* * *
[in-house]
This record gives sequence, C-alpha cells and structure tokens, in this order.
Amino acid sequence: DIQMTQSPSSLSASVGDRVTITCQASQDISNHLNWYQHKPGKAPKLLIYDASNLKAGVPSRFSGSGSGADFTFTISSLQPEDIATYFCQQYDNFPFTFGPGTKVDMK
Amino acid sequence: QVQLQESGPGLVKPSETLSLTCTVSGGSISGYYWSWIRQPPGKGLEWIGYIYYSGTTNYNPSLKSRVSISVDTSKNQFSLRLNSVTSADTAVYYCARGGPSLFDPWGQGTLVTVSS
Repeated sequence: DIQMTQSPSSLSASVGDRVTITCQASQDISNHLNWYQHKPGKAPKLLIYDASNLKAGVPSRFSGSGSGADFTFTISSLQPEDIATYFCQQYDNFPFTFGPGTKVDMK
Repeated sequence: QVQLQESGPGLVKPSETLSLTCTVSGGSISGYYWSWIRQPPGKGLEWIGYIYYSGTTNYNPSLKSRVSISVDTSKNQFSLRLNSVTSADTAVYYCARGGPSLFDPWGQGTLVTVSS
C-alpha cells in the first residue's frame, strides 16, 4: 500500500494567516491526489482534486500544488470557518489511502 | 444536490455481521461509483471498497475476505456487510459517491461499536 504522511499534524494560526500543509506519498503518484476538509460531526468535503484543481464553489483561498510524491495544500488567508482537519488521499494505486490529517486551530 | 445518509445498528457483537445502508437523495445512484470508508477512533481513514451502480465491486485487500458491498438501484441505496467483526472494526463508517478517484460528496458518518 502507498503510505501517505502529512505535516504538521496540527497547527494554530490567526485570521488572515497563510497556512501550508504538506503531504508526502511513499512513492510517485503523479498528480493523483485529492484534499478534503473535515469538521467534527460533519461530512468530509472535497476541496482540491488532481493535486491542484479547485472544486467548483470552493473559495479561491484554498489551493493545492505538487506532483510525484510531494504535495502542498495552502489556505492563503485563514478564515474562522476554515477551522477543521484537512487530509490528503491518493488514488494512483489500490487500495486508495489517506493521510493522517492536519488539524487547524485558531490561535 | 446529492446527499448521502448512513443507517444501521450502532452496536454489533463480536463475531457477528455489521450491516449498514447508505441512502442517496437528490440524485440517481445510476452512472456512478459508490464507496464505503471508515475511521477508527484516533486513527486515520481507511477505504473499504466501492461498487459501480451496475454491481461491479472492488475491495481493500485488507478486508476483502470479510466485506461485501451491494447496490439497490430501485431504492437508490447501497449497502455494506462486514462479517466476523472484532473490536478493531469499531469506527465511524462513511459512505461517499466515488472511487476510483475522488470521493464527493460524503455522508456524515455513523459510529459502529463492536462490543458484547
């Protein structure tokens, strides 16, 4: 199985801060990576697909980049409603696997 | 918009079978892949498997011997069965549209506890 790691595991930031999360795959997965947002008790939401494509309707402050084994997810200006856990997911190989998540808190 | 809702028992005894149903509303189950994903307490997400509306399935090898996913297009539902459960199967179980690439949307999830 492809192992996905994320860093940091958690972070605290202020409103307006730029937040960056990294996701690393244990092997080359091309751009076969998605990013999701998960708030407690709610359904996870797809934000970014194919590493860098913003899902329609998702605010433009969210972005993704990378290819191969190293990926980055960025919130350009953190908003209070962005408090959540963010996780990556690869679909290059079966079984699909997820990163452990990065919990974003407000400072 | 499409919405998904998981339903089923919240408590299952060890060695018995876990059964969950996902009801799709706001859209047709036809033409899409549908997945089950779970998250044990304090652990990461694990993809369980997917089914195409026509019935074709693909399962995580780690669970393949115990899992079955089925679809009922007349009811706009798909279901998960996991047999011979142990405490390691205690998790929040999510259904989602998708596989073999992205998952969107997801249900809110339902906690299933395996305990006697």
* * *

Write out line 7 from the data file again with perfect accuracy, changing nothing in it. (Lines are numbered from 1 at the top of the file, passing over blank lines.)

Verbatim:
C-alpha cells in the first residue's frame, strides 16, 4: 500500500494567516491526489482534486500544488470557518489511502 | 444536490455481521461509483471498497475476505456487510459517491461499536 504522511499534524494560526500543509506519498503518484476538509460531526468535503484543481464553489483561498510524491495544500488567508482537519488521499494505486490529517486551530 | 445518509445498528457483537445502508437523495445512484470508508477512533481513514451502480465491486485487500458491498438501484441505496467483526472494526463508517478517484460528496458518518 502507498503510505501517505502529512505535516504538521496540527497547527494554530490567526485570521488572515497563510497556512501550508504538506503531504508526502511513499512513492510517485503523479498528480493523483485529492484534499478534503473535515469538521467534527460533519461530512468530509472535497476541496482540491488532481493535486491542484479547485472544486467548483470552493473559495479561491484554498489551493493545492505538487506532483510525484510531494504535495502542498495552502489556505492563503485563514478564515474562522476554515477551522477543521484537512487530509490528503491518493488514488494512483489500490487500495486508495489517506493521510493522517492536519488539524487547524485558531490561535 | 446529492446527499448521502448512513443507517444501521450502532452496536454489533463480536463475531457477528455489521450491516449498514447508505441512502442517496437528490440524485440517481445510476452512472456512478459508490464507496464505503471508515475511521477508527484516533486513527486515520481507511477505504473499504466501492461498487459501480451496475454491481461491479472492488475491495481493500485488507478486508476483502470479510466485506461485501451491494447496490439497490430501485431504492437508490447501497449497502455494506462486514462479517466476523472484532473490536478493531469499531469506527465511524462513511459512505461517499466515488472511487476510483475522488470521493464527493460524503455522508456524515455513523459510529459502529463492536462490543458484547